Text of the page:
I note that Toyota is introducing (overseas) its IMV 0, a bare-basics no-frills vehicle designed for simplicity, economy, and the toughness necessary to succeed in Third World markets, where road quality is often conspicuous by its absence and maintenance may be a shade-tree-mechanic affair.
Compared to the features of the Corolla sedan, Toyota’s entry-level model in the United States, the IMV 0 is in an entirely different universe. Forget LED headlights, power windows and door locks, or standard adaptive cruise control. The IMV 0 doesn’t even have any trim on the A-pillar. The instrument cluster dial that would normally show engine RPM is just a big blank circle. It doesn’t even have a shift light. Then again, the 2024 Corolla starts at $22,995. The IMV 0/Hilux Champ will be the equivalent of about $10,000 when it launches in Thailand.
And no, there are no plans to sell this truck in the United States, although it will be sold in Mexico. It’s nice to think that a bare-bones truck at a rock-bottom price could find a customer base in America, but that’s unlikely to sway Toyota, which is only making the thinnest of margins on the base model. And besides, a big reason we don’t already get these cheap foreign-market trucks is because importing them from North America comes with the 25 percent “Chicken Tax” tariff. Add in the cost of stability control, lane-keeping, automatic emergency braking included in the Toyota Safety Sense suite that is nearly standard across the U.S. lineup and it’s easy to see the price ballooning into Ford Maverick territory. That’s for a truck that doesn’t even have map pockets in the doors.
. . .
The closest equivalent to the interior of the IMV 0 we have in the United States is probably a rental moving van. Vinyl seats, rubber-lined floor, and a trio of HVAC controls under the hole where a radio might go. For this truck’s Southeast Asia and South American markets, less stuff also means less stuff to break. On the smooth surface of Toyota’s oval track, the IMV 0 feels slightly bouncy with nothing to settle the rear leaf springs. The steering is light, and the gear shifter is somewhat rubbery. The IMV 0 feels more rugged than cheap, the kind of vehicle that can stand up to the daily abuse of hauling cargo on under-developed roads. Acceleration is best described as present and accounted for - on our brief lap around the test track it was hard to tell exactly how slow or fast the IMV 0 is. But we’re not sure it even matters. There’s an innate appeal to the simplicity of the IMV 0, the singular focus of hauling people and stuff from point A to point B. They don’t ask you how, they ask you how many. And to that, the IMV 0 seems like a truck that gets the job done, one way or another.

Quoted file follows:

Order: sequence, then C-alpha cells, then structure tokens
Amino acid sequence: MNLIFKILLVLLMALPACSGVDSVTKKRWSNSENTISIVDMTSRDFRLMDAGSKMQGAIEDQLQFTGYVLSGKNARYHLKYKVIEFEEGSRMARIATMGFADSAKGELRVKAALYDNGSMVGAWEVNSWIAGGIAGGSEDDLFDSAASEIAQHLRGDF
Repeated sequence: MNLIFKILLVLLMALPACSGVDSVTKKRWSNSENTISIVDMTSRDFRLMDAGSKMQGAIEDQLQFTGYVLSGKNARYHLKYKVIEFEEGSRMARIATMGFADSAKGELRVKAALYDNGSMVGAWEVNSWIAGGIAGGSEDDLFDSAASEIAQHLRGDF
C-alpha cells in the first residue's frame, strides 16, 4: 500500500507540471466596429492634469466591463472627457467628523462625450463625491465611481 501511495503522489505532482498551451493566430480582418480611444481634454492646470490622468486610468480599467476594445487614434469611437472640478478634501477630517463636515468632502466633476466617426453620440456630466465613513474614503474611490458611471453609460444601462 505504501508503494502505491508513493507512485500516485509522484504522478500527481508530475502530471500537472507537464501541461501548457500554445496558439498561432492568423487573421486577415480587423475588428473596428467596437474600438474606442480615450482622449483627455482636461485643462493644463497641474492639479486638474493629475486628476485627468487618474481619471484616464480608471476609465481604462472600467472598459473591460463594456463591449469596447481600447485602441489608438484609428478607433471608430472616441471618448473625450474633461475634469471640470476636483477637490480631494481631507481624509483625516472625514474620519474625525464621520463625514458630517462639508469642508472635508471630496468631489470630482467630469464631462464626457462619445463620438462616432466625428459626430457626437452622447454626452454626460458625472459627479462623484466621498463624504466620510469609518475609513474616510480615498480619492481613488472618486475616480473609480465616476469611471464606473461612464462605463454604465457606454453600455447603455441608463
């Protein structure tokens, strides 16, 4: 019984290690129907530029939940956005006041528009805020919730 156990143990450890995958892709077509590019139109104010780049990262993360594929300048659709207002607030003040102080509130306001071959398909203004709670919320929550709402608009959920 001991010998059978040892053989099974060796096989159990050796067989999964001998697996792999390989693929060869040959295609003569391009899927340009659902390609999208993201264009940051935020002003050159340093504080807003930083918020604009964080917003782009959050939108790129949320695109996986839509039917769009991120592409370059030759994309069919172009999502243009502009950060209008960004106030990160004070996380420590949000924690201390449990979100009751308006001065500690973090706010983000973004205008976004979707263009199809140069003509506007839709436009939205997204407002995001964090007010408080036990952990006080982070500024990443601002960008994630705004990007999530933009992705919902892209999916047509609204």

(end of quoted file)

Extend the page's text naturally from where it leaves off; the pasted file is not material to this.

There's more at the link.
I've driven untold thousands of miles in vehicles similar to this. For example, back in the early 1980's, Toyota in South Africa introduced what it called the Toyota Utility Vehicle, or TUV. It looked similar to, and was based on, the second-generation Kijang/Tamaraw utility vehicle marketed in Asia, pictured below. (Image courtesy of Wikipedia.)
It was a boxy, squared-off 2-seat pickup-type vehicle with no creature comforts. A 10-seater minibus version was later sold as well (and, when fully loaded, had one of the most bone-rattling suspensions I've ever had the misfortune to endure!). It had a very basic 1.3-liter four-cylinder engine, a four-on-the-floor manual transmission (with a clutch that made interesting noises if you weren't careful with it), and just about nothing else. Nevertheless, it sold well to motorists who couldn't afford anything better, and did the job for them. I recall them without any affection, but with a nod for their reliability - they always got me where I needed to be. Other manufacturers tried to compete with more-or-less stripped-down versions of basic pickup trucks, but none were as low-cost or as successful as the TUV.
None of these basic vehicles would pass current US safety regulations, and would lack just about every comfort to which US drivers have become accustomed; but they work, and they get untold millions of people around the world where they need to be every day, and back again. Given the current prices of US vehicles, you could probably buy two of the IMV 0 for one of even the cheapest vehicles currently sold here; three or four for the price of a typical American pickup truck. They'd get more done, and be far better value for money.
(Oh - and let's scrap the "chicken tax" while we're at it. Why should American taxpayers subsidize the Big Three and their oversized, unnecessarily tricked-out pickups when much cheaper alternatives are out there, if only we could get them? I wonder how much the Big Three are paying our politicians in "re-election contributions" or "consulting fees" to have them keep the tax in place?)